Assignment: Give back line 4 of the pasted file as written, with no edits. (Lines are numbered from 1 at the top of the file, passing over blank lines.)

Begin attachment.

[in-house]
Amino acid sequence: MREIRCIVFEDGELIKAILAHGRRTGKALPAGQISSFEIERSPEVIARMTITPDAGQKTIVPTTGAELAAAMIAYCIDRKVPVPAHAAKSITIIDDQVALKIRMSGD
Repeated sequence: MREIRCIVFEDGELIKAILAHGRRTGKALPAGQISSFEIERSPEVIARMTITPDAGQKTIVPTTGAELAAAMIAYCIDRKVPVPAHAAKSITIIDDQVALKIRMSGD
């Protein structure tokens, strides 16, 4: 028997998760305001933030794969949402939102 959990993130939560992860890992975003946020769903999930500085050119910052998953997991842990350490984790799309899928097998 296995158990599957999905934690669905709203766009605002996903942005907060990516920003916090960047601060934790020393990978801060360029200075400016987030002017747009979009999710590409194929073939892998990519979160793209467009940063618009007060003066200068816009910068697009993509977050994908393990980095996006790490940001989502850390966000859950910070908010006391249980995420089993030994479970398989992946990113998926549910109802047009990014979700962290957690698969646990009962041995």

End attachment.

């Protein structure tokens, strides 16, 4: 028997998760305001933030794969949402939102 959990993130939560992860890992975003946020769903999930500085050119910052998953997991842990350490984790799309899928097998 296995158990599957999905934690669905709203766009605002996903942005907060990516920003916090960047601060934790020393990978801060360029200075400016987030002017747009979009999710590409194929073939892998990519979160793209467009940063618009007060003066200068816009910068697009993509977050994908393990980095996006790490940001989502850390966000859950910070908010006391249980995420089993030994479970398989992946990113998926549910109802047009990014979700962290957690698969646990009962041995």